When & How to Wash Your Hands
Keeping hands clean is one of the most important steps you can take to avoid getting sick and spreading germs to others. Many diseases and conditions are spread by not washing hands with soap and clean, running water.
When should you wash your hands?
- Before, during, and after preparing food
- Before eating food
- Before and after caring for someone who is sick
- Before and after treating a cut or wound
- After using the toilet
- After changing diapers or cleaning up a child who has used the toilet
- After blowing your nose, coughing, or sneezing
- After touching an animal, animal feed, or animal waste
- After handling pet food or pet treats
- After touching garbage
How should you wash your hands?
- Wet your hands with clean, running water (warm or cold), turn off the tap, and apply
- Lather your hands by rubbing them together with the soap. Be sure to lather the backs of your hands, between your fingers, and under your nails.
- Scrub your hands for at least 20 seconds. Need a timer? Hum the “Happy Birthday” song from beginning to end twice.
- Rinse your hands well under clean, running water
- Dry your hands using a clean towel or air dry.
What should you do if you don’t have soap and clean, running water?
If soap and water are not available, use an alcohol-based hand sanitizer that contains at least 60% alcohol. Alcohol-based hand sanitizers can quick- ly reduce the number of germs on hands in some situations, but sanitizers do not eliminate all types of germs and might not re- move harmful chemicals. Hand sanitizers are not as effective when hands are visibly dirty or greasy.
How do you use hand sanitizers?
- Apply the product to the palm of one hand (read the label to learn the correct amount).
- Rub your hands together.
- Rub the product over all surfaces of your hands and fingers until your hands are dry.
“Keeping your hands clean is still the best way for you and your family members to avoid infections, both in the community and when in the hospital,” explains Whitney Watson, BSN, RN, CIC, infection preventionist at Parkwest Medical Center. “When receiving healthcare services, expect your providers to perform hand hygiene before providing care and don’t be afraid to ask them to clean their hands before providing care or starting treatments. The Centers for Disease Control and Prevention reminds us, ‘It’s OK to ask for protection from infection.’”
Did You Know?
According to the CDC, proper hand washing:
- Reduces the number of people who get sick with diarrhea by 31%
- Reduces diarrheal illness in people with weakened immune systems by 58%
- Reduces respiratory illnesses, like colds, in the general population by 21%
- Reduces illness increases productivity due to:
- Less time spent at the doctor’s office
- More time spent at work or school
Hand Sanitizer: Did You Know?
When soap and water are not available, use an alcohol-based hand sanitizer that contains at least 60% alcohol.
Why? Many studies have found that sanitizers with an alcohol concentration between 60–95% are more effective at killing germs than those with a lower alcohol concentration or non-alcohol-based hand sanitizers.
While non-alcohol-based hand sanitizers are better than not washing hands at all, keep in mind that they may:
- not work equally well for all classes of germs;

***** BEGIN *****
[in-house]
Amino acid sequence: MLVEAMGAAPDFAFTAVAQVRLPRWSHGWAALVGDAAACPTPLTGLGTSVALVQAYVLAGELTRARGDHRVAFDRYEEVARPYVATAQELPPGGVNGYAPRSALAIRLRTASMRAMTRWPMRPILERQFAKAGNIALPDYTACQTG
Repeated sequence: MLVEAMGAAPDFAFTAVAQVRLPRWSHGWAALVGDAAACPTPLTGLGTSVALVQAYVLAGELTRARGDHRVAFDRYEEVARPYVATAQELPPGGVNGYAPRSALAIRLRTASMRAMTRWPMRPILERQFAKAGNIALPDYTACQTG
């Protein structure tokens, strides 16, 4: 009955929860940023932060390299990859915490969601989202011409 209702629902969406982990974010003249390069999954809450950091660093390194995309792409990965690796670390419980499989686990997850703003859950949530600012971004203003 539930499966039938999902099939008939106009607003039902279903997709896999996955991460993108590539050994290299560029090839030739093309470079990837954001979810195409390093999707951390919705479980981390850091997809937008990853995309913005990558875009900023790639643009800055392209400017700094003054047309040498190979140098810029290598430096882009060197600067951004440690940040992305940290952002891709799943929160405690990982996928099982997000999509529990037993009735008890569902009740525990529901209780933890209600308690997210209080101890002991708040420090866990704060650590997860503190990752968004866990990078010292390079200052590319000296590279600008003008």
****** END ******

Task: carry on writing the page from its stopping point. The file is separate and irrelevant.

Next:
- cause germs to develop resistance to the sanitiz- ing;
- merely reduce the growth of germs rather than kill them outright, or
- may be more likely to irritate skin than alco- hol-based hand sanitiz-
To use, apply hand sanitizer to the palm of one hand and rub the product all over the surfaces of your hands until your hands are dry.
Why? The steps for hand sanitizer use are based on a simplified procedure recommended by CDC. Instructing people to cover all surfaces of both hands with hand sanitizer has been found to provide similar disinfection effectiveness as providing detailed steps for rubbing-in hand sanitizer.
Wait! Some sanitizers do not eliminate all types of germs.
Why? Although alcohol-based hand sanitizers can inactivate many types of microbes very effec- tively when used correctly, people may not use a large enough volume of the sanitizer or may wipe it off before it has dried. Furthermore, soap and water are more effective than hand sanitizers at removing or inactivating certain kinds of germs, like Cryptosporidium, norovirus, and Clostridium difficile.
Hand sanitizers may not be as effective when hands are visibly dirty or greasy.
Why? Many studies show that hand sanitizers work well in clinical settings like hospitals, where hands come into contact with germs but generally are not heavily soiled or greasy. Some data also show that hand sanitizers may work well against certain types of germs on slightly soiled hands. How- ever, hands may become very greasy or soiled in community settings, such as after people handle food, play sports, work in the garden, or go camping or fishing. When hands are heavily soiled or greasy, hand sanitizers may not work well. Hand washing with soap and water is recommended in such circumstances.
Hand sanitizers might not remove harmful chemicals, like pesticides and heavy metals, from hands.
Why? Although few studies have been conducted, hand sanitizers probably cannot remove or inactivate many types of harmful chemicals. In one study, people who report- ed using hand sanitizer to clean hands had increased levels of pesticides in their bodies. If hands have touched harmful chemicals, wash carefully with soap and water (or as directed by a poison control center).